Others played the loyalty card, suggesting Souttar owed that to Hearts. But what would that loyalty look like? To most fans looking at it idealistically, it meant signing an extension and eventually departing for a significant fee to a club down south, thereby repaying the club for the faith, time and money invested in him as a player. To those looking at it realistically, it meant (at the very least) not moving to Rangers or Celtic.
For most level-headed fans, it’s widely accepted that unless a player grew up supporting the club he plays for, he is unlikely to share the same depth of feeling as the people in the stands. People also accept that it’s a short career and that players are essentially contractors who would jump at the chance to double or triple their salaries if offered the chance. We all would.
A lot of people will even grudgingly accept that there’s a food chain within Scottish football and that in addition to more money, Rangers and Celtic will always have silverware and the prospect of Champions League football to entice players away from clubs like Hearts. Plenty have done it in the past – a handful have even redeemed themselves by returning to the club at a later date – and we’ve always moved on.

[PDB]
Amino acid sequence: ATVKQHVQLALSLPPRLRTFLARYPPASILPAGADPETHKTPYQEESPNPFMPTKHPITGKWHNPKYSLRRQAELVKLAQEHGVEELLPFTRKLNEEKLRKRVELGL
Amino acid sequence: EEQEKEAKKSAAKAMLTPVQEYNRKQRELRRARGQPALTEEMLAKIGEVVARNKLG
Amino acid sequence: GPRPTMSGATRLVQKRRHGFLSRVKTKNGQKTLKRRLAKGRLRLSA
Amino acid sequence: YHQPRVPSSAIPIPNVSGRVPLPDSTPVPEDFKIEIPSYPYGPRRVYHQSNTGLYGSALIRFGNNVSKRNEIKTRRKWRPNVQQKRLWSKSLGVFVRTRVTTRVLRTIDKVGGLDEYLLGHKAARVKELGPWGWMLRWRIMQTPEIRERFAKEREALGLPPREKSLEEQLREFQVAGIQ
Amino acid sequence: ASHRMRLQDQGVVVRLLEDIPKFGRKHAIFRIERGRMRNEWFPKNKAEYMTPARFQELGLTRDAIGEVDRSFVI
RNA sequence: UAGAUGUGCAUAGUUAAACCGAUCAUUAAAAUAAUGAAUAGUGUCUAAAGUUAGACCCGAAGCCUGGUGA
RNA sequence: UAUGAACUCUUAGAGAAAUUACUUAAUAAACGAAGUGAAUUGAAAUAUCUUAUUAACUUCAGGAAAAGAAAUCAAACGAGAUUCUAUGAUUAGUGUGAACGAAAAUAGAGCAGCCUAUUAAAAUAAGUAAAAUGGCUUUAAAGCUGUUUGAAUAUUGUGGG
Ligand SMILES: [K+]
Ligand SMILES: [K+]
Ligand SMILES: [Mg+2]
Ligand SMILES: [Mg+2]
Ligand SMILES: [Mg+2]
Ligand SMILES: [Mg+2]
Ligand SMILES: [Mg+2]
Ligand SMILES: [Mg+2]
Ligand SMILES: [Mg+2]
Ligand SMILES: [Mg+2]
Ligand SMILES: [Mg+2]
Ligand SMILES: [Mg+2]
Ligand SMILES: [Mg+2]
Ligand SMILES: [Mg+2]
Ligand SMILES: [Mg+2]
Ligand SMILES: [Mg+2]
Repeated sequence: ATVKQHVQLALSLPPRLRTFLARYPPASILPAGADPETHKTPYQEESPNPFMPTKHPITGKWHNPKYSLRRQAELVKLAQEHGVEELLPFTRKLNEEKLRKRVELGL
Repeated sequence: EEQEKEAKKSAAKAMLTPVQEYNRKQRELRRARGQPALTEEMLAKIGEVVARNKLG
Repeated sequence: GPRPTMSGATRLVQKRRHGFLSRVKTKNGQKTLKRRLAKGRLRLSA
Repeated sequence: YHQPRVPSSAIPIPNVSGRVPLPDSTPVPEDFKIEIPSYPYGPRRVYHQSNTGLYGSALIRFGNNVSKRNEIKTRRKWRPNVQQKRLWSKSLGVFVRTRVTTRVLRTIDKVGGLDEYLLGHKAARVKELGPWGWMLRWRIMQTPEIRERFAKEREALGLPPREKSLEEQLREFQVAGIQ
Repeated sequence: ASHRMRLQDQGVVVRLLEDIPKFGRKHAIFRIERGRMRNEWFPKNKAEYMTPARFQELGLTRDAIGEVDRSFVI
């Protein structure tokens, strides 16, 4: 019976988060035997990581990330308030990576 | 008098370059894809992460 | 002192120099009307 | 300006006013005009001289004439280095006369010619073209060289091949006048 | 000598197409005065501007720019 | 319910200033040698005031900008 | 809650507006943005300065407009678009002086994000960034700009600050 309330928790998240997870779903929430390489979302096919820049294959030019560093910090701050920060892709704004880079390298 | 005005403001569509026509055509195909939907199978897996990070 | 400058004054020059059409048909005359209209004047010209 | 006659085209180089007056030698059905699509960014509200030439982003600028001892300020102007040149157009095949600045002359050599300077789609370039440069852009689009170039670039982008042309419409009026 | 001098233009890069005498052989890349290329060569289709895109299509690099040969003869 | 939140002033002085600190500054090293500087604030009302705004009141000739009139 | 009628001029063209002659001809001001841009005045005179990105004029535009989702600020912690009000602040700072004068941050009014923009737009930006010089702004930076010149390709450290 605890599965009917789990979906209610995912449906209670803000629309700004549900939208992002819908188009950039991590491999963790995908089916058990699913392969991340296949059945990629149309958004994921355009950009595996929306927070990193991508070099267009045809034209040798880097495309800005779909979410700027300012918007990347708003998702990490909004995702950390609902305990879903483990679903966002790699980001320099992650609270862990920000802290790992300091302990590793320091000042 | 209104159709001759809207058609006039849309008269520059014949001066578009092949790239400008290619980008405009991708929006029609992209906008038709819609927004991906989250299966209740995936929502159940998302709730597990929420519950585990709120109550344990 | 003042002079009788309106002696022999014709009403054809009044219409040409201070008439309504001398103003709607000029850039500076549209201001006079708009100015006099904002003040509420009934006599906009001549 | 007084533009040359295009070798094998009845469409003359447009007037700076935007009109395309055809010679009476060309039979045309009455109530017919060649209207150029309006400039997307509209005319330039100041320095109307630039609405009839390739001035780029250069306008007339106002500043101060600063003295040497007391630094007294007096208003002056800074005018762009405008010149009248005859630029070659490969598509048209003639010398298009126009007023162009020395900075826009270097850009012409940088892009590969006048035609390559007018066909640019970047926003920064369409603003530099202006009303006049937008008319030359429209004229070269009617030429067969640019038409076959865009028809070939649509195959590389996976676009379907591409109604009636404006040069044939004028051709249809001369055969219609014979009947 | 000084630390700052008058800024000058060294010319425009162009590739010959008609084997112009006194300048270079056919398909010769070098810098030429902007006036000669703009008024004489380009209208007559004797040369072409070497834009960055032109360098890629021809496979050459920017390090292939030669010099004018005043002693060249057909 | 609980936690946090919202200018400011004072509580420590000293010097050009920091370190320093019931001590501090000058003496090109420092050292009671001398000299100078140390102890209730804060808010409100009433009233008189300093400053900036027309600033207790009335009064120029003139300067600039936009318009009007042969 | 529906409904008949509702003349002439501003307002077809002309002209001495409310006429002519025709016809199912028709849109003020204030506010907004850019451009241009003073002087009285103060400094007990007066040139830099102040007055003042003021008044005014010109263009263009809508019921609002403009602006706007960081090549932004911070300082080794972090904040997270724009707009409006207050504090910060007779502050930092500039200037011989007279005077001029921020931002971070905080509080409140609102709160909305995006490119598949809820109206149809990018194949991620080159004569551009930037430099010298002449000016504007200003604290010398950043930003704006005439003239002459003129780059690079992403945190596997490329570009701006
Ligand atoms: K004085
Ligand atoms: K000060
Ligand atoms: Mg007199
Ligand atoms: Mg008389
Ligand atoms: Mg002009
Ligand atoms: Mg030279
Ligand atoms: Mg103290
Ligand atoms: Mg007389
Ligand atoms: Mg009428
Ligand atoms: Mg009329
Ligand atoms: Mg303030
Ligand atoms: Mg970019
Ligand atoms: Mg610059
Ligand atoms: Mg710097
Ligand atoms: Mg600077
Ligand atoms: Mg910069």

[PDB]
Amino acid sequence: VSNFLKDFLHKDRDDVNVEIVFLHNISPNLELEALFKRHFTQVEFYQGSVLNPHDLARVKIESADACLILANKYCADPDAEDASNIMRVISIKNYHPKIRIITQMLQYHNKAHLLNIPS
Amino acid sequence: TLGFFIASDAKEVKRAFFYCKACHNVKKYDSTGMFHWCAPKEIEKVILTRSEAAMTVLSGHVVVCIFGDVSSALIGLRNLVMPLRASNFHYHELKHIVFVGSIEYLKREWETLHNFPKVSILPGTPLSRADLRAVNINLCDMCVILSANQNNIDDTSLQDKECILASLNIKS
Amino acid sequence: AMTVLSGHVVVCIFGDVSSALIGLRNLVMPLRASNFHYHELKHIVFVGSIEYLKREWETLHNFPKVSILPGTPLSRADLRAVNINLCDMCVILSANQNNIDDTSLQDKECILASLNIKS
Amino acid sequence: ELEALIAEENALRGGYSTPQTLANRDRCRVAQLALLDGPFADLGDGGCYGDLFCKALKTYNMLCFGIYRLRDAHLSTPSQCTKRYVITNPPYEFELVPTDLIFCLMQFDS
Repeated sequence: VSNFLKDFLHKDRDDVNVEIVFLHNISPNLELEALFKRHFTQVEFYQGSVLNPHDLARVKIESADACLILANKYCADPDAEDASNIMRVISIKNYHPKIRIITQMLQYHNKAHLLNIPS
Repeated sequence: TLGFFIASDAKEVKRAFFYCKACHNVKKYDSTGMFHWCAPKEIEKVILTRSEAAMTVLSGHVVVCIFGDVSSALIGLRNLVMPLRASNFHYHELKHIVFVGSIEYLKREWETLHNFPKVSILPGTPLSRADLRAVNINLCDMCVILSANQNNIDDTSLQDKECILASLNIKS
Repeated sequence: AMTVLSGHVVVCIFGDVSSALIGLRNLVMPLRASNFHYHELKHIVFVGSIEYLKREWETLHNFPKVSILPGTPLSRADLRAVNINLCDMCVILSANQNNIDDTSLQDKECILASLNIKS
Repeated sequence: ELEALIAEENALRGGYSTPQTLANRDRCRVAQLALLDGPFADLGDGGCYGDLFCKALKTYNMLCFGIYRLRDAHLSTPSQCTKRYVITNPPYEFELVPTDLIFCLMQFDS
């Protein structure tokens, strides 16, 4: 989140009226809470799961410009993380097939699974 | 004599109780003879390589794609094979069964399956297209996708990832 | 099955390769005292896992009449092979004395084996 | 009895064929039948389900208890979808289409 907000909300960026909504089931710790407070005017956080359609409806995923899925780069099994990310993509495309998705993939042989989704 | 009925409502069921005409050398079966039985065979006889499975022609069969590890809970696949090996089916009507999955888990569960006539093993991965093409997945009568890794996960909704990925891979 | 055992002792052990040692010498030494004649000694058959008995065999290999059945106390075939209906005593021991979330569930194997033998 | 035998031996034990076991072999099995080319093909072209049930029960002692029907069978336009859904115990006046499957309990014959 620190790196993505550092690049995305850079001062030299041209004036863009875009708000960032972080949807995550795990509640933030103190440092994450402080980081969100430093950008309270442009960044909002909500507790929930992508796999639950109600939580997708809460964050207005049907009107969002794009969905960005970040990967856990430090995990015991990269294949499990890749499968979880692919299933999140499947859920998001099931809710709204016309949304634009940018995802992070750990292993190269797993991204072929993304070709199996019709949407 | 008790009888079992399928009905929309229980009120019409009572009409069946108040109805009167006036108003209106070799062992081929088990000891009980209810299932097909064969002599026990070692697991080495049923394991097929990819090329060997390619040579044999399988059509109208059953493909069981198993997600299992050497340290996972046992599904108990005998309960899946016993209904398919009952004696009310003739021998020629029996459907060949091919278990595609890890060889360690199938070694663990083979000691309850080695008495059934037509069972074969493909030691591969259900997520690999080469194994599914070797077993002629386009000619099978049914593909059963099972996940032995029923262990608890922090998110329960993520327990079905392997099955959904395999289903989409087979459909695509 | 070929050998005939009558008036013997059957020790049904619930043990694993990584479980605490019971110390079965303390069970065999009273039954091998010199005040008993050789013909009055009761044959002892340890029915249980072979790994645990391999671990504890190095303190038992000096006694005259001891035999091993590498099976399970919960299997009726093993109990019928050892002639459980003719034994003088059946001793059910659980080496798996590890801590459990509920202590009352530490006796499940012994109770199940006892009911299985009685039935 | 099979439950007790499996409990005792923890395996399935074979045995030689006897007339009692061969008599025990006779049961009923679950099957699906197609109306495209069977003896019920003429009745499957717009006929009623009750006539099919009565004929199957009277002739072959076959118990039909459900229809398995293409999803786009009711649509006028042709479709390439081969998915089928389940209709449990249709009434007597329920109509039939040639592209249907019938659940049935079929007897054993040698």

Nonetheless, it is easy to see why the Souttar situation leaves such a sour taste. The fact that it’s Rangers. The fact that he’s agreed to join them when he still has half a season left playing for us. The prospect of receiving absolutely no financial return on the club’s six-year investment in him, coupled with the grim realisation that Rangers will likely make a significant profit on him at a later date.
Nobody is expecting unconditional loyalty here, but had the club not kept his career on life support through his multiple major injuries, had he not been given the environment in which to develop when he was fit, it’s highly unlikely this lucrative move would have happened for him. Souttar owes the club a debt of gratitude for that, so for things to play out as they have, it’s understandable that many have found it difficult to swallow.
Of course, it is also true that it was just much in the club’s interest to provide that support at the time. Not only was Souttar under contract, but he had always been considered a sellable asset during his time at the club. Given the club’s initial investment in him and the time spent developing him, it made sense to protect that as best as possible. Until it didn’t.